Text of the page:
I had thought Burning Man would be a nonstop hedonistic party. But when I arrived at the arts festival in Nevada’s Black Rock Desert last summer, I realized it was really about building a community — one art installation, and one person, at a time.
Raised in small-town Minnesota, college student Shelby Wolfe traveled to Ethiopia to shoot images for a documentary about poverty. There she met Rahel, a fourteen-year-old girl orphaned by AIDS.
Each spring, hundreds of foreigners converge on Mount Everest, hoping to conquer the world’s highest peak. With them come jobs for Sherpa guides, porters, and guesthouse workers — and lethal risks for those stuck on the mountain’s crowded slopes.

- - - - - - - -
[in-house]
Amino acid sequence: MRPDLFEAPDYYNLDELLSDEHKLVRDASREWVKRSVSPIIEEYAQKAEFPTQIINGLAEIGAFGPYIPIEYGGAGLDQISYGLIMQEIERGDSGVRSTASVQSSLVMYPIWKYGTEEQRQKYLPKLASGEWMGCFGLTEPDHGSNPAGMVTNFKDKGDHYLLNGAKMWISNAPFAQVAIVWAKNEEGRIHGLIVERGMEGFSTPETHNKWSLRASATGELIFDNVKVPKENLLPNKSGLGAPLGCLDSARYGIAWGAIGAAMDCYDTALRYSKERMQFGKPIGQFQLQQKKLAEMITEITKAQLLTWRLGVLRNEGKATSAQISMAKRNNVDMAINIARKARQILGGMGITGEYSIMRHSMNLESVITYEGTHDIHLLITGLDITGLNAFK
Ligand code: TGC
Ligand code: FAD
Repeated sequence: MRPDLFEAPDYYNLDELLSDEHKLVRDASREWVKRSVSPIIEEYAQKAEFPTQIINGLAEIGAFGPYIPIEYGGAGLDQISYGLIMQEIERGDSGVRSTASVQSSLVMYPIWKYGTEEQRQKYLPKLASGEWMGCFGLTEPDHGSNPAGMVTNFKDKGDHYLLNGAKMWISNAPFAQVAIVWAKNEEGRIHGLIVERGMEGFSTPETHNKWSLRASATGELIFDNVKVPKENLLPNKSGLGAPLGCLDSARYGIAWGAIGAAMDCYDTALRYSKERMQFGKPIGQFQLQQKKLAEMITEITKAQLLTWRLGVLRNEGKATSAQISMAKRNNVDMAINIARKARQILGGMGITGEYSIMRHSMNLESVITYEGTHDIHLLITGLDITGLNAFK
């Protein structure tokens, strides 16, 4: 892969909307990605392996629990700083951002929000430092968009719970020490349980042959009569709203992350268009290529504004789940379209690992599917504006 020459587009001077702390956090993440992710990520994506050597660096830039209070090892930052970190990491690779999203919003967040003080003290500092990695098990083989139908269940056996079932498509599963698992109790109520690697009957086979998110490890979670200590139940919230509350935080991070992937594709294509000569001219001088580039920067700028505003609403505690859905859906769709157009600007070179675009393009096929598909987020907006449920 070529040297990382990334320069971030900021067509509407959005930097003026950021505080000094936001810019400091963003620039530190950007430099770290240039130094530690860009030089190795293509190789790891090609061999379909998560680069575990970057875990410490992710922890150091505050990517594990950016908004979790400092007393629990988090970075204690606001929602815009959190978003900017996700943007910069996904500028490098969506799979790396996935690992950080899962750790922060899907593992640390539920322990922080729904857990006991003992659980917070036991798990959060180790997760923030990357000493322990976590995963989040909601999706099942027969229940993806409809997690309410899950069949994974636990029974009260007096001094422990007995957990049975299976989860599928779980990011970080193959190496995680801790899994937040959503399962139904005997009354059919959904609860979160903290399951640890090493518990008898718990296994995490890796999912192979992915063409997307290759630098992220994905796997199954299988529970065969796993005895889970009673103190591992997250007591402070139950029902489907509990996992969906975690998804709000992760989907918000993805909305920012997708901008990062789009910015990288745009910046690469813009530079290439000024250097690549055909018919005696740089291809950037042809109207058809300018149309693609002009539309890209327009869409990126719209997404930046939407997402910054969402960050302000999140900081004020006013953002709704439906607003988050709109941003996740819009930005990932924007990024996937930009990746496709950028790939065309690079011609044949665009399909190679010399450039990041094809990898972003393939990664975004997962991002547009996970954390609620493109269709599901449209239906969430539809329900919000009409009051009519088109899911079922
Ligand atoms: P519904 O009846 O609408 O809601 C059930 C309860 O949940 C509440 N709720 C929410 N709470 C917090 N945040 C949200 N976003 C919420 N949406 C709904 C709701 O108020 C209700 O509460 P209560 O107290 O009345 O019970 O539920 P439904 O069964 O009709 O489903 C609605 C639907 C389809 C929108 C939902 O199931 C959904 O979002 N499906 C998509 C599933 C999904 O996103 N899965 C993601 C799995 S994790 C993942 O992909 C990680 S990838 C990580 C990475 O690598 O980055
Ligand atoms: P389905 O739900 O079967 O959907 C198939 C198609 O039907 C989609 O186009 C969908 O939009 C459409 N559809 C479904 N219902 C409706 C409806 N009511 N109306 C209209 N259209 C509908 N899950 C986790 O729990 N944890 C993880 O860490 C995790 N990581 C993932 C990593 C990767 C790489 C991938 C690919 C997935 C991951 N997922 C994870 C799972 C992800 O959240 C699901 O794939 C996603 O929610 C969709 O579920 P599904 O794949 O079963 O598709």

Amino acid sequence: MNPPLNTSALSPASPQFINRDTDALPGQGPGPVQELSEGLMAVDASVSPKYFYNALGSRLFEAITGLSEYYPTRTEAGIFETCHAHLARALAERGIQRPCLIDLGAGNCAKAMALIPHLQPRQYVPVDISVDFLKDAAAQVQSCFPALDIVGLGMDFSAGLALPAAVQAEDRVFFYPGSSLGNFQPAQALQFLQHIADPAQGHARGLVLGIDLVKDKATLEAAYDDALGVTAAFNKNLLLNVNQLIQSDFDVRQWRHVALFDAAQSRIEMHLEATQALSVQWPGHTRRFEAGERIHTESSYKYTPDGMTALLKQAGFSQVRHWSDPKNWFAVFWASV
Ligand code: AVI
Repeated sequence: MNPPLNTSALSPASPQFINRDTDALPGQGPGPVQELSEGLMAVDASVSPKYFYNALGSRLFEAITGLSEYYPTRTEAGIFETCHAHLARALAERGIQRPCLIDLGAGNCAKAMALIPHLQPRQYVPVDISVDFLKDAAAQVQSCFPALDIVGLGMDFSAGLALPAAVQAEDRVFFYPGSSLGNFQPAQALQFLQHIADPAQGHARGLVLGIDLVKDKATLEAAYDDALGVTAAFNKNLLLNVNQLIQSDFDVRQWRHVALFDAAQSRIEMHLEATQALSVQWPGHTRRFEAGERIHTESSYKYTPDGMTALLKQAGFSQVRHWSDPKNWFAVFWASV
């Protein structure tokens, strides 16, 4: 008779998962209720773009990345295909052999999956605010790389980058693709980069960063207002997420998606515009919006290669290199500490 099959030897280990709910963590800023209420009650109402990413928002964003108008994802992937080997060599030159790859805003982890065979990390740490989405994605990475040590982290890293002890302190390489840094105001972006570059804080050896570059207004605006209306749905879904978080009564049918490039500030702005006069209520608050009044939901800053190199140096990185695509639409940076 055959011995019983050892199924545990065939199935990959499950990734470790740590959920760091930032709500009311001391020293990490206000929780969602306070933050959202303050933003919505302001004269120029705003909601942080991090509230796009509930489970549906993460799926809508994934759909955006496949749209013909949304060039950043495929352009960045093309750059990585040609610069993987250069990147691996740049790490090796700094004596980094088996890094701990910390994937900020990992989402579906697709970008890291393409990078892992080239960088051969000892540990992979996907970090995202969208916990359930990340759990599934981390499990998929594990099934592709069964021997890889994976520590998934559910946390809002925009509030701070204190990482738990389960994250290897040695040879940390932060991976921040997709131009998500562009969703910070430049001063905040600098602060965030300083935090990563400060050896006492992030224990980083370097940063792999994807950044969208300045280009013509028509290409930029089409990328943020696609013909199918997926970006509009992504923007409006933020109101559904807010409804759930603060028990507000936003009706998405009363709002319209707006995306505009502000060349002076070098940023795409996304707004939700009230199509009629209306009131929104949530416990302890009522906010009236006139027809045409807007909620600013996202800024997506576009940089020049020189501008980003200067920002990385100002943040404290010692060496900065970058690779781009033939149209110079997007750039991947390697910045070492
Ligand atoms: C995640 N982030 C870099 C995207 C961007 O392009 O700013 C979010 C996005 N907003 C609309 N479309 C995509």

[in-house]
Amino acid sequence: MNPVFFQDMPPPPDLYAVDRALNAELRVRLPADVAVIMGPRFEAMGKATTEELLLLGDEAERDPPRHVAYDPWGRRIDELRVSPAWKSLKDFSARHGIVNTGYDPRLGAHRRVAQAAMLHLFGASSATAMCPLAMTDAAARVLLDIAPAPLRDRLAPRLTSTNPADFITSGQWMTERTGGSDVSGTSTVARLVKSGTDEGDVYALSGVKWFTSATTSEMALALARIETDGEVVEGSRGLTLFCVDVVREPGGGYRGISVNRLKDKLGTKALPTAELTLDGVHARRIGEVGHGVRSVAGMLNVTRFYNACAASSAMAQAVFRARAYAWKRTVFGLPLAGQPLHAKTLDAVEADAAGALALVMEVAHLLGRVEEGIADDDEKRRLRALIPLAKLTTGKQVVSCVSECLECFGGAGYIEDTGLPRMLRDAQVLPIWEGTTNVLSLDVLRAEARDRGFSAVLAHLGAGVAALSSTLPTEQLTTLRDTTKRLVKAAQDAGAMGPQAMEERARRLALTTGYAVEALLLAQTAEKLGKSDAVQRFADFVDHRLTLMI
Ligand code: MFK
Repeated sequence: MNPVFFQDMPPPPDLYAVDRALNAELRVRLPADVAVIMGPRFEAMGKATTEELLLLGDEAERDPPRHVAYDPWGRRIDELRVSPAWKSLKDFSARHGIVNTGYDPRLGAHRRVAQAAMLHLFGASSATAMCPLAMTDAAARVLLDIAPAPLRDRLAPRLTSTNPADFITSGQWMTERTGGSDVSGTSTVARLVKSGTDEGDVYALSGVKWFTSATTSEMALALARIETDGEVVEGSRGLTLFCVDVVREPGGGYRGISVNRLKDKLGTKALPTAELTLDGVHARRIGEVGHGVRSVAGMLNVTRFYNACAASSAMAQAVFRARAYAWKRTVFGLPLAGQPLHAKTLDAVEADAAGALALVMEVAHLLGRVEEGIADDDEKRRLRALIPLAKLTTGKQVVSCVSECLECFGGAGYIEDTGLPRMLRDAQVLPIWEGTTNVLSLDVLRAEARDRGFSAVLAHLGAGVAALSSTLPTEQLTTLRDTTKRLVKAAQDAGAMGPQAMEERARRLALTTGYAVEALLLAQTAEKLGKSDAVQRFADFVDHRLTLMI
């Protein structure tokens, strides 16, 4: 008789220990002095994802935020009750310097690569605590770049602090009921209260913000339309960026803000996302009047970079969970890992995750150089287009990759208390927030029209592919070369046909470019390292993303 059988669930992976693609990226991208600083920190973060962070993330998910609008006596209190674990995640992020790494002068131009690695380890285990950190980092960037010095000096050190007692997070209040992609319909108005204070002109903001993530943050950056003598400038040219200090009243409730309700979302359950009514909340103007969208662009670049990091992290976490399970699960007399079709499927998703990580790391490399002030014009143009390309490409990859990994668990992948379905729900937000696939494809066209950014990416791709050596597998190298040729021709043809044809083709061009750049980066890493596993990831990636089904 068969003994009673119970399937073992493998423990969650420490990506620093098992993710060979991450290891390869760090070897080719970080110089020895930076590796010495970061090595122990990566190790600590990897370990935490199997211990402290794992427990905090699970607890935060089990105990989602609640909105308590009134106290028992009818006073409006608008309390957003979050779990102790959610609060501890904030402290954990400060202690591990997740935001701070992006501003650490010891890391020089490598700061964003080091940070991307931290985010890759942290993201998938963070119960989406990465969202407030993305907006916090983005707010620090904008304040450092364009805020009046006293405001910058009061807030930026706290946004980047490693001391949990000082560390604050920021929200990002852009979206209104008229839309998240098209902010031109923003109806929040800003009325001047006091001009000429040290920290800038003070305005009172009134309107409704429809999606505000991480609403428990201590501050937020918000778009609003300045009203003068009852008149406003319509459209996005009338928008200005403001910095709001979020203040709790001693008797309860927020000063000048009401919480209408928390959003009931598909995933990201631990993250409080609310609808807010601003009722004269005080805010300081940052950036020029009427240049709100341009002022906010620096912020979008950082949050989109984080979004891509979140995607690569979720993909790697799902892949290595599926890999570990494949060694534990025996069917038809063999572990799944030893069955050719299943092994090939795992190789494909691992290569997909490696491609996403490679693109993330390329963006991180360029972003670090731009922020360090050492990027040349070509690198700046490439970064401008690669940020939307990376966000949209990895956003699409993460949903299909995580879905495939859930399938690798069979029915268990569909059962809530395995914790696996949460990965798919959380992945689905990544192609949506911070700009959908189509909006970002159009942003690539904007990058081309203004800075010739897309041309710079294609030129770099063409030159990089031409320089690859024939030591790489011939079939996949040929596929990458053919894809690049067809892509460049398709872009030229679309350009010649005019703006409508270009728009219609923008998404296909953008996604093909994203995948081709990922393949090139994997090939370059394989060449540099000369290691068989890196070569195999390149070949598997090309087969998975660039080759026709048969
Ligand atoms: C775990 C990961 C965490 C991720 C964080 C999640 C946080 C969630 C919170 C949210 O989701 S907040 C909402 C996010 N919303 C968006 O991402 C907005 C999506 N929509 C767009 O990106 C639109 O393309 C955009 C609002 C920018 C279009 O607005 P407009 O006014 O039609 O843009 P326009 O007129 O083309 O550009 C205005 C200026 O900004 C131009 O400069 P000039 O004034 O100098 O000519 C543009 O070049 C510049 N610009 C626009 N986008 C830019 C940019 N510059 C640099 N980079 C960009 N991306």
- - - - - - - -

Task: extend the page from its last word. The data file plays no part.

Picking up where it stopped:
Home to one-third of the world's poor, India attracts hundreds of Christian humanitarian groups seeking to do God’s work in its slums and hinterlands. But while these groups make up in vital ways for the failings of government and markets, their work comes with a consequence: conversion.
Among them, Jeffrey Deskovic, Kian Khatibi, and Fernando Bermudez spent forty-three years in New York prisons. All were eventually exonerated — freed by DNA evidence, confessions, and recanted testimony. Their photos before and after incarceration speak to lives transformed, years lost.
Best of In The Fray 2012.
Around the world, protesters decry the inequality and excess of free-market capitalism’s “race to the bottom.” But in East Africa, social entrepreneurs are planting the young roots of a new, cause-minded capitalism.